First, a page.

Filmmaker Interview: “In a World” – Lake Bell on making her directing debut and the world of voice over’ing


open this Friday August 23rd at the following theatres: Cinemark West Plano 20, Angelika Film Center Dallas and Plano Locations

By: Gordon K. Smith

IN A WORLD… is a bright and original new comedy, set in a world never before the subject of a fiction film, that of Hollywood’s highly competitive voice over business, those guys – and a very few gals – who narrate movie trailers with stentorian tones guaranteed to make anything look Oscar-worthy.   Lake Bell (Adult Swim’s Children’s Hospital), a rising voice talent herself,  stars in and makes her directing debut with IN A WORLD…, and wrote the screenplay that won a top award at Sundance earlier this year. Her character, Carol, is pushed into being a groundbreaking female announcer by her v.o. veteran father (Fred Malemed), then winds up competing with him for the most desired gig in the industry.   At an early August roundtable interview in Dallas’ Palomar Hotel, she discussed scoring a bulls-eye with her debut effort.

“In voice work you can be anybody.   In the movie Ken Marino is constantly on speaker phone with his big fat old Jewish agent – it’s played by me.  I couldn’t do that in plain site, and that’s pretty cool.  I learned so much about the voice industry by desperately auditioning for it…when I fell in love with it I came to Hollywood and thought I’d clean up…but it’s very clique-ish and difficult to infiltrate…there’s only so many jobs and they have it locked down.  They’re very protective.  That was interesting to me as a subgroup.  Culturally it reminded me of my father’s passion for race car driving.  I saw a lot of male inter-ego dynamics going on in a male-dominated world.  It had a lot of similarities that I thought was a great breeding ground for comedy.  I used a lot of those dynamics (in my screenplay).”

“I really do think that writing is therapeutic as you guys all know.  You can express yourselves different ways.  When you’re creating characters there’s always amalgamations of characters and experiences you’ve all had in the past, whether it’s your own personal dilemmas or that of your family…that dynamic has been very close to me.”

“Carol’s real path is to become this star.  It’s a want and goal in vain, because it’s the goal of her father, so she’s attacking in vain.  What she’s really good at is helping other people, being attuned to them. She’s constantly trying to help and then squashing that instinct as she starts to empower herself, and seeing the results of helping Dani (Micheala Watkins) and helping Moe (Rob Corddry), which she’s good at.  So at the end when she gets cut down a bit by Geena Davis it rattles her world and she deposits herself in a decision she enjoys, to help young women in their “sexy baby vocal virus pandemic”, which is what I find so interesting about it.  Here’s a protagonist finding her voice, maybe you could too, if you’re listening.”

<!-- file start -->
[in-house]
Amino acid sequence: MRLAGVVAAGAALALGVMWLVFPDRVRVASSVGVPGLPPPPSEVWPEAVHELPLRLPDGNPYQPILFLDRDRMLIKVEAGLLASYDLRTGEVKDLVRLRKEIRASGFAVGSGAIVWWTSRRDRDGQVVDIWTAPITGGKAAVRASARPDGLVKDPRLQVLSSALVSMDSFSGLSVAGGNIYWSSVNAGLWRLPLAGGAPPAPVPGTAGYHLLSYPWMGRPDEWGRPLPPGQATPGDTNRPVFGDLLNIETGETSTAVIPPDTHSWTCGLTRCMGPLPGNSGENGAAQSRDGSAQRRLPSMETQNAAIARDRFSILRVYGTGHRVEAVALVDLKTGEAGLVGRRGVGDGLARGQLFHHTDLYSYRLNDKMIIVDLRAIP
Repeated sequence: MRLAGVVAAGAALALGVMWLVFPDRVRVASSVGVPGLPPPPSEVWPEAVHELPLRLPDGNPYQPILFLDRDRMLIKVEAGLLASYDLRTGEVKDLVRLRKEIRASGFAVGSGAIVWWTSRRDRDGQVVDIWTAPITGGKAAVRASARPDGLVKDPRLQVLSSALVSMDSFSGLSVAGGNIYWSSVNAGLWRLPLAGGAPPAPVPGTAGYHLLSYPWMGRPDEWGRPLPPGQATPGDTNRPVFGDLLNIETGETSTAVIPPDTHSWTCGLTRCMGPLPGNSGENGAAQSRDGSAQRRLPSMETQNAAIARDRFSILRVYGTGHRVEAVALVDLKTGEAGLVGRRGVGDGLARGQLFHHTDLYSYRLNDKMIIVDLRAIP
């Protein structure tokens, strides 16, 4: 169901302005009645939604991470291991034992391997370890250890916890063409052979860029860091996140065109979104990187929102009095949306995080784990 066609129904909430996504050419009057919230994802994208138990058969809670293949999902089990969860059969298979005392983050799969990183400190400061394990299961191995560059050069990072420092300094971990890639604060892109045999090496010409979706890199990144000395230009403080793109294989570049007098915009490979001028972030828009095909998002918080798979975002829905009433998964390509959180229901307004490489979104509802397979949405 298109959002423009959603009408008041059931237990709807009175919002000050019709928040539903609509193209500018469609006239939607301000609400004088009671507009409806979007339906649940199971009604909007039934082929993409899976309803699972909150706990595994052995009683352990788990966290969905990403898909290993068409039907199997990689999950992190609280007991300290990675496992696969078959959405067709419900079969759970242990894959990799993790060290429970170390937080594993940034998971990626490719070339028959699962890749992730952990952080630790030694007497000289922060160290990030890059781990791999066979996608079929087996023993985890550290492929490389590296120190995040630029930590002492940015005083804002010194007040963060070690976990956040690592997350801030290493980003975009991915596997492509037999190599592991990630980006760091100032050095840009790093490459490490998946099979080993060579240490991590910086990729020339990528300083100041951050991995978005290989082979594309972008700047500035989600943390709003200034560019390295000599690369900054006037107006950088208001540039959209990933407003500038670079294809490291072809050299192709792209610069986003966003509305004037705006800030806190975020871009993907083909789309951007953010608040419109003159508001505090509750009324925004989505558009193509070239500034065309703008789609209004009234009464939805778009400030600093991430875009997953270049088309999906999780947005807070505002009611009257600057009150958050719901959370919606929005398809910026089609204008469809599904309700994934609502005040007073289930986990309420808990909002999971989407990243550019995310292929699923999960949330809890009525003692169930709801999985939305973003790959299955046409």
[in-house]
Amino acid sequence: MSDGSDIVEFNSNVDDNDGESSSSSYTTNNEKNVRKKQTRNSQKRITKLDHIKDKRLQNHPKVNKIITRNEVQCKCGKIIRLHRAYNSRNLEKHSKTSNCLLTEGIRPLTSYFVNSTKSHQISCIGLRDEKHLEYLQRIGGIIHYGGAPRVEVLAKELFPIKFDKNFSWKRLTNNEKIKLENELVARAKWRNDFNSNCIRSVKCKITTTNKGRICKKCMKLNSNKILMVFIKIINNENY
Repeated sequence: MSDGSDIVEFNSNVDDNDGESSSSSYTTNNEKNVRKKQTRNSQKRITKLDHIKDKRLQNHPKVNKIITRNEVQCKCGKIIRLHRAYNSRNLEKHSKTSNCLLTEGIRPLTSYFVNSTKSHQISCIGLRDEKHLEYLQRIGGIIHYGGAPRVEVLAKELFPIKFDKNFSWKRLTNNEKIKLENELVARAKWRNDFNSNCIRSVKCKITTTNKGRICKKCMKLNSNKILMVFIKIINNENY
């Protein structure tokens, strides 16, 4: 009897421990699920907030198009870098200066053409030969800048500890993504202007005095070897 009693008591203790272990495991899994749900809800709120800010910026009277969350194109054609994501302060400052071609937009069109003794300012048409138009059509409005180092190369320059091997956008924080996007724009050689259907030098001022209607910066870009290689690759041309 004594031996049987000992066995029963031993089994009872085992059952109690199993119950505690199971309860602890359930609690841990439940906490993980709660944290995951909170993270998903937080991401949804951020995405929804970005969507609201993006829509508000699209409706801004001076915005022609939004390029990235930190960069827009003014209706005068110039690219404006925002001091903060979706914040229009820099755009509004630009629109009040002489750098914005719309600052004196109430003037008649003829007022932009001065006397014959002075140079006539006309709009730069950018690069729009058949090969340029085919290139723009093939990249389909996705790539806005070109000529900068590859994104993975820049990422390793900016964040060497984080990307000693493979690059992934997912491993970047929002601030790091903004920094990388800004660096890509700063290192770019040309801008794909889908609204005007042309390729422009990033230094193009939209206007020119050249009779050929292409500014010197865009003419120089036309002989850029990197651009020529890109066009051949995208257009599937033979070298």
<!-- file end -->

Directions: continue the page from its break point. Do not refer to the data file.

L-R:  Gordon Smith, Director/Writer Lake Bell

L-R: Gordon Smith, Director/Writer Lake Bell

A big fan of such accent masters as Meryl Streep, Cate Blanchette, Ben Kingsley and Daniel Day-Lewis, Bell studied the art with vocal training in England.  ‘You can totally do any accent in the world phonetically, because you’re dissecting it in such a scientific way.  You don’t just listen to a Scottish accent a couple of times and get it.  It’s so scientific, and it’s so cool!  British RP, all very posh, is very frontal in the mouth, while American is way in the back.  It’s like throwing it in the right place, in the nose, below the nose, where the breath is supported.”

She counts Martin Scorsese’s KING OF COMEDY and Woody Allen’s HANNAH AND HER SISTERS as personal faves and huge influences, the ones she puts on when she needs “a kick in the creative ass”.  “The hardest part of writing, directing, and starring in a movie is writing, directing and starring in a movie…directing a movie is hard.  Acting well in a movie is hard.  Writing a film is also very hard.  Put them all together, plus co-producing, and it’s a wonderful chaos of things going on.   If you prepare, like madness, then you can be okay…comfortable shoes are also very key…On Children’s Hospital, we barely improvise because there’s no time.  We shoot two episodes in four days…in this film, I shot it in 20 days at under $1 million.  We stuck to the script.  But once we got the scene in the can, we had some playful takes, so some little things I got to add in the final edit, like Nick Offerman’s ad libs.”

“I like working with friends.  I like to surround myself with people I know with good attitude, don’t like cynics or divas.  It’s the coolest job in the world, what are you bitching about?  Life’s too short.”

The title of IN A WORLD… refers to the classic movie trailer pitch line made famous by announcer Don LaFontaine, who died in 2008.  The film pays tribute to him, including the famous Geico commercial that gave most movie fans their first look at the legend, although Bell chose not to narrate the trailer for her own film.  “Don La Fontaine wrote that line – no one in this industry will be able to take on the quality that he had.  When he died, it was epic in the industry.  It’s become an archaic way to represent a movie, because voice overs are not “in trend” with how movie trailers are done today due in part to the fact that Don is no longer there.”

Her, and her film’s success at Sundance earlier this year was a pleasant shock.  “In competition at Sundance, it was the first year they had half female and half male directors.  A great year for ladies.  I did great!  Just being there is great, I was beyond moved.  It won the Screenwriting Award, the most unexpected, wonderful thing I ever experienced in my life.  I’m massively thankful.  I wasn’t expecting it because it was a comedy.”

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